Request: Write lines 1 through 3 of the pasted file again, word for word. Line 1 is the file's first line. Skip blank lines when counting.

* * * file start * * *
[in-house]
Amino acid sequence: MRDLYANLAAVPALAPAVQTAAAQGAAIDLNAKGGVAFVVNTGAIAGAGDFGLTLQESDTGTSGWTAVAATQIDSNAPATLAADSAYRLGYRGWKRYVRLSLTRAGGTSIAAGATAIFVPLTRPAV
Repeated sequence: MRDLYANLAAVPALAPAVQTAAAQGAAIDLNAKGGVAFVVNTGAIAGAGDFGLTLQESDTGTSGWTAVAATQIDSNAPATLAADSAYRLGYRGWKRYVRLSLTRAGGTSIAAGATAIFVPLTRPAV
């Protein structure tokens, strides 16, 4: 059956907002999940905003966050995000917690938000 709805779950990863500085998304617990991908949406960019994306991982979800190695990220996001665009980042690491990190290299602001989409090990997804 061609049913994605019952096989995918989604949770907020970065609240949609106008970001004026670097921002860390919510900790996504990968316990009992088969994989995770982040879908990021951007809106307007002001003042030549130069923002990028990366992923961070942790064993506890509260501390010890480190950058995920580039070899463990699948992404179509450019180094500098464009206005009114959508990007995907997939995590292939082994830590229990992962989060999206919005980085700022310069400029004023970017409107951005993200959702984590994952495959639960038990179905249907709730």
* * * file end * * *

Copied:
[in-house]
Amino acid sequence: MRDLYANLAAVPALAPAVQTAAAQGAAIDLNAKGGVAFVVNTGAIAGAGDFGLTLQESDTGTSGWTAVAATQIDSNAPATLAADSAYRLGYRGWKRYVRLSLTRAGGTSIAAGATAIFVPLTRPAV
Repeated sequence: MRDLYANLAAVPALAPAVQTAAAQGAAIDLNAKGGVAFVVNTGAIAGAGDFGLTLQESDTGTSGWTAVAATQIDSNAPATLAADSAYRLGYRGWKRYVRLSLTRAGGTSIAAGATAIFVPLTRPAV